By January, 2014 Colin’s exhibition at the Toronto Centre for the Arts was in a full swing and the project was already featured on Global National News, The Toronto Star, CBC Metro Morning, The Wall Street Journal and The Huffington Post. Anybody even slightly involved with the promotion of arts and event planning understands and appreciates the magnitude of work needed to be moved to this level. MCIS was a minor sponsor of the first Toronto exhibition and I attended on their behalf. I remember how inspiring it was to see the size of his team of volunteers. Acquiring and keeping volunteers is a yet another peculiar skill that only some could master, Colin obviously being one of them. By the end of 2014 he won Toronto Urban Photography Festival’s Global Building Giants Award and was featured speaker at the TEDx Toronto. By the end of 2014 he had six solo exhibitions, and in the first part of 2015 added three more (featuring also his two newest projects – Interlove and The Wild). Until today he remains to be a person who will respond by personal email if personal email is sent, always willing to help with promotion is needed and always capable of providing meaningful exchanges on social media sites. His energy is inexhaustible.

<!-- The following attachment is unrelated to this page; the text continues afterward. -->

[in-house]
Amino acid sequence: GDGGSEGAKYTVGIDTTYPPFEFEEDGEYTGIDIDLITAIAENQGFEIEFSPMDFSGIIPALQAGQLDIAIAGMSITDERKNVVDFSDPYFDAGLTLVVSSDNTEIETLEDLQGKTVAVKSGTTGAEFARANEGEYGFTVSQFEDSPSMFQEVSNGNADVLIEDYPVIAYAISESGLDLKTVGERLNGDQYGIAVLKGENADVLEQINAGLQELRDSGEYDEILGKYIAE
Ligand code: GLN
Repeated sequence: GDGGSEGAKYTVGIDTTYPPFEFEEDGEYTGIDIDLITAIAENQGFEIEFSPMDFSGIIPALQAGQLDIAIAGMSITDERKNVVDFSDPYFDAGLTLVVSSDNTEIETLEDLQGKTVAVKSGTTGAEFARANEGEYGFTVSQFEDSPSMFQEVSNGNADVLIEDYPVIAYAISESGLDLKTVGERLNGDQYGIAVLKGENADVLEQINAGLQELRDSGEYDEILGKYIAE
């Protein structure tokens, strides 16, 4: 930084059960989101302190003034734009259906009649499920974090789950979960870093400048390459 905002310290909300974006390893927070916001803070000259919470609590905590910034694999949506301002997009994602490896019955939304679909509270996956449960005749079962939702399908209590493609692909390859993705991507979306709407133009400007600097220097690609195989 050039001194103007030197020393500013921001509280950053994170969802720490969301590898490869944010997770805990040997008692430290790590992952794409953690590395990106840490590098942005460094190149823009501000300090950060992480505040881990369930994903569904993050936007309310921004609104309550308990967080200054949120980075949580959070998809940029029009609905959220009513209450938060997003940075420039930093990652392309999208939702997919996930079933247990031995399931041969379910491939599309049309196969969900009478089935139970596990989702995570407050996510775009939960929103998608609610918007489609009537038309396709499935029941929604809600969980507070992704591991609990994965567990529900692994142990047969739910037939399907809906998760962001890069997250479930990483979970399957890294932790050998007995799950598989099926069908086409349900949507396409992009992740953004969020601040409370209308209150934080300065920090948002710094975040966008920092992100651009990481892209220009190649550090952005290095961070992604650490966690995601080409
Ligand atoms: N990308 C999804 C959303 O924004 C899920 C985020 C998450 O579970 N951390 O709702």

I met Colin earlier today at the McKenzie House to collect my printed copy of Cosmopolis . In two weeks he is moving to Bulgaria to teach mediaeval history and geography at one of the high schools. He hardly started packing but he efficiently packed and shipped all orders destined for libraries, non-profits and individuals who could not make to the launch. We talked, hugged, took pictures and said we are going to keep in touch.